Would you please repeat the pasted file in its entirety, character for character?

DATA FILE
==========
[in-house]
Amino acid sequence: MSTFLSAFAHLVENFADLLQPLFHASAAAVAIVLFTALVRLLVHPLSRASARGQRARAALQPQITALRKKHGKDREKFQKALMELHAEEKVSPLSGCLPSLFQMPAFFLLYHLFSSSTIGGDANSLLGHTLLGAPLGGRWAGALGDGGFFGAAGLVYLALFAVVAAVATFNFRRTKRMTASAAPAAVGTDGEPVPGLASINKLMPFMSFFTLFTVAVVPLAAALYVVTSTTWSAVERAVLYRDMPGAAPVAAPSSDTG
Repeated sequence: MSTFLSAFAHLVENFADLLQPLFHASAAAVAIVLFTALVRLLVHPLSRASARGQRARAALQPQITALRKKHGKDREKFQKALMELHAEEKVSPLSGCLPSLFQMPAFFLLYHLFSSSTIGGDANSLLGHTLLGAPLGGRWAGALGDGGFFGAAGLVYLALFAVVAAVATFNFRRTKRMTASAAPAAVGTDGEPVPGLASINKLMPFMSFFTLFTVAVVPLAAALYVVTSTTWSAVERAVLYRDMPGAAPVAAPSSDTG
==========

[in-house]
Amino acid sequence: MSTFLSAFAHLVENFADLLQPLFHASAAAVAIVLFTALVRLLVHPLSRASARGQRARAALQPQITALRKKHGKDREKFQKALMELHAEEKVSPLSGCLPSLFQMPAFFLLYHLFSSSTIGGDANSLLGHTLLGAPLGGRWAGALGDGGFFGAAGLVYLALFAVVAAVATFNFRRTKRMTASAAPAAVGTDGEPVPGLASINKLMPFMSFFTLFTVAVVPLAAALYVVTSTTWSAVERAVLYRDMPGAAPVAAPSSDTG
Repeated sequence: MSTFLSAFAHLVENFADLLQPLFHASAAAVAIVLFTALVRLLVHPLSRASARGQRARAALQPQITALRKKHGKDREKFQKALMELHAEEKVSPLSGCLPSLFQMPAFFLLYHLFSSSTIGGDANSLLGHTLLGAPLGGRWAGALGDGGFFGAAGLVYLALFAVVAAVATFNFRRTKRMTASAAPAAVGTDGEPVPGLASINKLMPFMSFFTLFTVAVVPLAAALYVVTSTTWSAVERAVLYRDMPGAAPVAAPSSDTG